Businesses owned by minorities and women received 28 percent of the Wake County school system’s construction contracts during the past fiscal year – double the percentage from nine years ago.
School facilities staff on Tuesday attributed the increase to the use of a method for handling major projects that has led to increased recruiting of minority businesses. But this approach, called “construction manager at risk,” has also drawn complaints that it has led to some past contractors being cut out of projects.
“We have consistently over time done a good job of high minority participation in facilities and construction,” school board member Keith Sutton said at the board’s facilities committee meeting.
Under school board policy, it’s the district’s goal to have at least 10 percent of construction and repair projects awarded to minority businesses. The purpose, according to the policy, is to provide minorities with equal opportunities.
Never miss a local story.
School staff say it was harder reaching the goal when Wake relied on single-prime bidding, in which the winning bidder manages the whole project. The contractor often does some of the work while also bidding out parts to subcontractors.
But since 2007, Wake has used “construction manager at risk” for projects of more than $15 million. In this method, a company is hired to manage the project but not do the work. The manager solicits bids from subcontractors and oversees their work.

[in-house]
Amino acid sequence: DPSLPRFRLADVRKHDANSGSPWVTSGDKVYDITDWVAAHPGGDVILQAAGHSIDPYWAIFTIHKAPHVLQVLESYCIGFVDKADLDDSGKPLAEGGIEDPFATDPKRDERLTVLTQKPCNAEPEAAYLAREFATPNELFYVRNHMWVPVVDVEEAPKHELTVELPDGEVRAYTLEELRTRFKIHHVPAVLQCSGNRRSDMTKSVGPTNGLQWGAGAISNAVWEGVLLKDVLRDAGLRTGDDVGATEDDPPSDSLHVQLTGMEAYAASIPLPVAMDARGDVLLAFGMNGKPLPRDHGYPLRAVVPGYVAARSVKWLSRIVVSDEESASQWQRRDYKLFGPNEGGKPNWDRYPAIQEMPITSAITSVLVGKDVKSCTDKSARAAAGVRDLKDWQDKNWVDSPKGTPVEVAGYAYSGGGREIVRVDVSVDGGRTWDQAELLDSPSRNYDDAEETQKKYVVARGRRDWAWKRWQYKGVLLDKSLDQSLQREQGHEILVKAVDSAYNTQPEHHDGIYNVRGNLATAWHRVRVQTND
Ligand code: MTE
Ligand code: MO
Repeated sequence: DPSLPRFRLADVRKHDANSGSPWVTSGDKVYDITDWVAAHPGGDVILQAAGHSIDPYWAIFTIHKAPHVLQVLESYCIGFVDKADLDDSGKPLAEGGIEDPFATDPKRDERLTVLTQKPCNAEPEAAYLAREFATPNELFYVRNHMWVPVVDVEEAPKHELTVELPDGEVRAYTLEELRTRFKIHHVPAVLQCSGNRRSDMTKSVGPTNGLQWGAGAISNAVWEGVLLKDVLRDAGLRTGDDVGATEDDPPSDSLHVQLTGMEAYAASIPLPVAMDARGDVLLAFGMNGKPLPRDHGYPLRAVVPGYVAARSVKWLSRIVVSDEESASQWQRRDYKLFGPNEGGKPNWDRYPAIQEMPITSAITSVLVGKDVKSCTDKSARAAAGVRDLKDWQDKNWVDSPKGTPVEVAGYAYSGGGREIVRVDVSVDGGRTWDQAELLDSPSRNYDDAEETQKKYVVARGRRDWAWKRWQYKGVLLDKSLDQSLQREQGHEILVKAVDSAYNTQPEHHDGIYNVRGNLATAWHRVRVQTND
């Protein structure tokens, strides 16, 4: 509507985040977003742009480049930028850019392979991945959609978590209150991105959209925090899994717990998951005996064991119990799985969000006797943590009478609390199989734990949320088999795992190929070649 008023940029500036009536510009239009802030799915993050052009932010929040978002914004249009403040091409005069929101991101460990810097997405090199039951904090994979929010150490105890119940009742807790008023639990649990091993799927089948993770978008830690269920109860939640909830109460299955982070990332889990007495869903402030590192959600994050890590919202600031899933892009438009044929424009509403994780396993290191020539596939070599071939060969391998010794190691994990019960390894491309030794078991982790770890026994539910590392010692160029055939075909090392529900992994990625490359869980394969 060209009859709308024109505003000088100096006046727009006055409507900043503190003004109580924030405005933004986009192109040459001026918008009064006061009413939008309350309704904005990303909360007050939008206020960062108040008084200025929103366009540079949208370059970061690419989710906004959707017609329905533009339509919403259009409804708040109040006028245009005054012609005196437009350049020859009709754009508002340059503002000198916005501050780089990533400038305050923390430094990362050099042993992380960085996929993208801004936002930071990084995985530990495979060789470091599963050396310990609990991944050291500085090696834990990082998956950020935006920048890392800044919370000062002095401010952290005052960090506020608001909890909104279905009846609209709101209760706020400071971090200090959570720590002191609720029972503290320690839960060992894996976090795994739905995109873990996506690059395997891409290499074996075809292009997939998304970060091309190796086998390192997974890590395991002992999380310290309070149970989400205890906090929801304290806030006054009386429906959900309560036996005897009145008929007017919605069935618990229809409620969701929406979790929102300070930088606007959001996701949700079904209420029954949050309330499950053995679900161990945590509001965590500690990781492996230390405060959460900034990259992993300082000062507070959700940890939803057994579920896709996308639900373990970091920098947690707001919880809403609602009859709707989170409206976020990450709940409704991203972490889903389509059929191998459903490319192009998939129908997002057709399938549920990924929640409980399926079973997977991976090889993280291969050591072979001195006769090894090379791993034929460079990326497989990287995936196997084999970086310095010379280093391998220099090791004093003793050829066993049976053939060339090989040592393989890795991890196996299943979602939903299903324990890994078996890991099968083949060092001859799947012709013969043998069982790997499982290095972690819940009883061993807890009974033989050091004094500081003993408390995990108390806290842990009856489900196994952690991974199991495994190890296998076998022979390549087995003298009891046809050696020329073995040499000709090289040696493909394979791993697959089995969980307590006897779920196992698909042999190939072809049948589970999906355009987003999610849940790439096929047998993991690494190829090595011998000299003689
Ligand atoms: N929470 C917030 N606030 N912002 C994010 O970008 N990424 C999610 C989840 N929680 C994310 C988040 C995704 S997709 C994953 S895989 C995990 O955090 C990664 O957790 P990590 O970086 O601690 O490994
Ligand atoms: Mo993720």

Alex Fuller, Wake’s senior director for program controls, said that “construction managers at risk” actively recruits qualified minority businesses to bid. He said this method receives three times more bids from minority businesses than single-prime projects.
In the 2014-15 fiscal year, minority businesses received 28 percent of the $300 million in construction contracts, or about $84 million.
Rising construction costs are causing some projects to be dropped from the building program. But Fuller said the rising costs can’t be blamed on using “construction manager at risk” or on getting more minority businesses involved.
“They still do have to do the same quality work and be the lowest responsible bidder,” Fuller said. “This is not a handout.”
Highcroft Elementary change backed
The Wake County school board’s facilities committee backed Tuesday recommendations from staff to convert Highcroft Elementary School in Cary to a traditional calendar and to leave three schools on the multi-track year-round calendar.
Committee members said switching Highcroft for the 2016-17 school year will help meet the need for more traditional-calendar seats in western Wake. The committee also supported leaving Brier Creek Elementary in northwest Raleigh and Salem elementary and middle schools, both in Apex, on the multi-track calendar.
The full board will vote on the recommendations July 21.